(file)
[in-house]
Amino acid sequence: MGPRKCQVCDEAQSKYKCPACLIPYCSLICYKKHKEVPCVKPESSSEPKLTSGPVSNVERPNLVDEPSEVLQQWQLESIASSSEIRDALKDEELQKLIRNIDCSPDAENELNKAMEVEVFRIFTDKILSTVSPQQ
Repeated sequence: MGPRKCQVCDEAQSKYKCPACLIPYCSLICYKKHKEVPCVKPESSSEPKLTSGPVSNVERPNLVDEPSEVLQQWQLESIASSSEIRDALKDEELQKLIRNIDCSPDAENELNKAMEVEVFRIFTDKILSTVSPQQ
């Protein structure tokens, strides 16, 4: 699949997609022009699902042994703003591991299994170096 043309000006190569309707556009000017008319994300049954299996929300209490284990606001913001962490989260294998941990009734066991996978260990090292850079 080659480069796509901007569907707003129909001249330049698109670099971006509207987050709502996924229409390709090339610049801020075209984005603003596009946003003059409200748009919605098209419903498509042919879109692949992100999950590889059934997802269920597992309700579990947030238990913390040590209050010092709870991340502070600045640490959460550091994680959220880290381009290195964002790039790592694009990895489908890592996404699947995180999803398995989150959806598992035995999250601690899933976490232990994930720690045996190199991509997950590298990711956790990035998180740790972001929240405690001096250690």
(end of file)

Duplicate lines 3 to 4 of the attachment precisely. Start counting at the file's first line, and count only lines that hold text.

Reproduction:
Repeated sequence: MGPRKCQVCDEAQSKYKCPACLIPYCSLICYKKHKEVPCVKPESSSEPKLTSGPVSNVERPNLVDEPSEVLQQWQLESIASSSEIRDALKDEELQKLIRNIDCSPDAENELNKAMEVEVFRIFTDKILSTVSPQQ
């Protein structure tokens, strides 16, 4: 699949997609022009699902042994703003591991299994170096 043309000006190569309707556009000017008319994300049954299996929300209490284990606001913001962490989260294998941990009734066991996978260990090292850079 080659480069796509901007569907707003129909001249330049698109670099971006509207987050709502996924229409390709090339610049801020075209984005603003596009946003003059409200748009919605098209419903498509042919879109692949992100999950590889059934997802269920597992309700579990947030238990913390040590209050010092709870991340502070600045640490959460550091994680959220880290381009290195964002790039790592694009990895489908890592996404699947995180999803398995989150959806598992035995999250601690899933976490232990994930720690045996190199991509997950590298990711956790990035998180740790972001929240405690001096250690």